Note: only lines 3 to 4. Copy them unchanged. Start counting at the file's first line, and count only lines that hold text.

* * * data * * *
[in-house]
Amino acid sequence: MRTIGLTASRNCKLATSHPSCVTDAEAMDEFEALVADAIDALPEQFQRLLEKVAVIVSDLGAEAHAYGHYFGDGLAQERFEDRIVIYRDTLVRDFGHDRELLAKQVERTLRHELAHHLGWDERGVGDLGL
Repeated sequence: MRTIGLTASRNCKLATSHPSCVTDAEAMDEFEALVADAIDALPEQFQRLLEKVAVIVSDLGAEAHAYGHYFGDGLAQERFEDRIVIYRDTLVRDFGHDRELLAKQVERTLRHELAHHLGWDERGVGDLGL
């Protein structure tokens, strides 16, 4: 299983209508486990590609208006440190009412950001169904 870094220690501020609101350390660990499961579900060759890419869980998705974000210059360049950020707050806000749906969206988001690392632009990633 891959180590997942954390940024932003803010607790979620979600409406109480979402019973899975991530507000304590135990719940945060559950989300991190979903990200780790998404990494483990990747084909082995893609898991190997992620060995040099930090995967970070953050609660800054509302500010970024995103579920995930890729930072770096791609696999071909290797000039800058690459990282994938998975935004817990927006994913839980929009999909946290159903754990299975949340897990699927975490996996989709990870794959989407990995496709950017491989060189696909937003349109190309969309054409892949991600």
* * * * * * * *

Repeated sequence: MRTIGLTASRNCKLATSHPSCVTDAEAMDEFEALVADAIDALPEQFQRLLEKVAVIVSDLGAEAHAYGHYFGDGLAQERFEDRIVIYRDTLVRDFGHDRELLAKQVERTLRHELAHHLGWDERGVGDLGL
């Protein structure tokens, strides 16, 4: 299983209508486990590609208006440190009412950001169904 870094220690501020609101350390660990499961579900060759890419869980998705974000210059360049950020707050806000749906969206988001690392632009990633 891959180590997942954390940024932003803010607790979620979600409406109480979402019973899975991530507000304590135990719940945060559950989300991190979903990200780790998404990494483990990747084909082995893609898991190997992620060995040099930090995967970070953050609660800054509302500010970024995103579920995930890729930072770096791609696999071909290797000039800058690459990282994938998975935004817990927006994913839980929009999909946290159903754990299975949340897990699927975490996996989709990870794959989407990995496709950017491989060189696909937003349109190309969309054409892949991600």